It was a dark day most of the day. The morning went as planned, but when students returned to class after special, it was clear that they were not ready to buckle down to the learning at hand. I surveyed the group and asked them to put away their computers and binders. I knew that clearing a space for learning would help. I also asked them to collect their division packets. I made a few seat changes to support better learning and then started the lesson w/speed and strength. I know that not every child likes a quick pace, but given the students' mood, I felt that a speedier pace would pull more along for this initial introduction to traditional long division.
For the most part, students followed along. A few were disconcerted with the hurried pace, and one or two had called it a day and were not attending as I would hope for. I tried to get them back, but I couldn't engage them and get the rest of the crew to follow along too so I decided to let them be knowing that I had time put aside the next day to review the material with small groups.
By the end of the lesson, a few were upset given the fast pace and redirection. Ugh! That's not what I intended. I wished they could have just let it roll knowing I would circle back to them tomorrow for more personalized instruction, but that wasn't the case today.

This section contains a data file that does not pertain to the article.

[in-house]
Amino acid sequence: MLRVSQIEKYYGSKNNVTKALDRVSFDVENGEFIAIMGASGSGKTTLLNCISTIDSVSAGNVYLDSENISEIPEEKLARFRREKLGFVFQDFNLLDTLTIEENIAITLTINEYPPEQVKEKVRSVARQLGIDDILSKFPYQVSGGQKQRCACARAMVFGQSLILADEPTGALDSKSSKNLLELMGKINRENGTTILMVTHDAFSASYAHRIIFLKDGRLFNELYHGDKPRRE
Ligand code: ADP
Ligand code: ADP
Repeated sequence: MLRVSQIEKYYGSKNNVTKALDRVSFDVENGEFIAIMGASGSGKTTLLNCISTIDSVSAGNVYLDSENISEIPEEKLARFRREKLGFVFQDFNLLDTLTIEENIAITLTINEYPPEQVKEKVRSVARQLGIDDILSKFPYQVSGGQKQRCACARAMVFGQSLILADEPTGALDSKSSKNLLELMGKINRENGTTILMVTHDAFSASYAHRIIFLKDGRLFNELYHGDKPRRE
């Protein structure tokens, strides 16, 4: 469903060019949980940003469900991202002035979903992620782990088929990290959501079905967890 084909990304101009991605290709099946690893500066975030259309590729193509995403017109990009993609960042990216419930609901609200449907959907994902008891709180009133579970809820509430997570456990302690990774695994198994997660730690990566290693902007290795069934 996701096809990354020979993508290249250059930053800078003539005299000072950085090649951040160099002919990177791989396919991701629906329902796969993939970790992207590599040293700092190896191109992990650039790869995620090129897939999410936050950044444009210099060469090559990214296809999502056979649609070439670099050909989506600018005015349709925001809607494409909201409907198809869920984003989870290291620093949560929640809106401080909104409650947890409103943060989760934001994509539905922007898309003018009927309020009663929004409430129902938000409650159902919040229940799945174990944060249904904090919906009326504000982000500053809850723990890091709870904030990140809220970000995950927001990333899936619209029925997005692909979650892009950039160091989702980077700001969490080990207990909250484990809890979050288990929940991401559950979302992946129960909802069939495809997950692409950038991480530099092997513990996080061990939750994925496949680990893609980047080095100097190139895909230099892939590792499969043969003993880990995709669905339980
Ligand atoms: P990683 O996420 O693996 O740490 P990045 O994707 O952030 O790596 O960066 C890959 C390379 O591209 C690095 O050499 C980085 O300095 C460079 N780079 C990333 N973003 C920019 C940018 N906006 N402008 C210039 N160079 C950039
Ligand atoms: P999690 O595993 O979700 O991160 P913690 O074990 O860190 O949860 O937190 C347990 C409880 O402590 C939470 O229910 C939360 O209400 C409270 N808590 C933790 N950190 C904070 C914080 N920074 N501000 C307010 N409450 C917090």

What would make it better?
First, I clearly need to make a few seat changes. Some students really profit from sitting up front and sitting with peers who can help them out.
Also, I need to prep some for the lesson earlier by making the time to personally let them know the expectations and asking how I might help.
And, I can ask teaching assistants to work with small groups outside of the room. That will give some personal attention and also lessen the number of students for the whole group lesson.
Finally when a child doesn't respond to redirection, sometimes it's best to simply let it be and catch up with that child later.
Every lesson won't be the best and every day won't be optimal either. That's the challenge of the job, but if we can learn from our less than optimal days, we will have more good days than challenging days to come. Onward.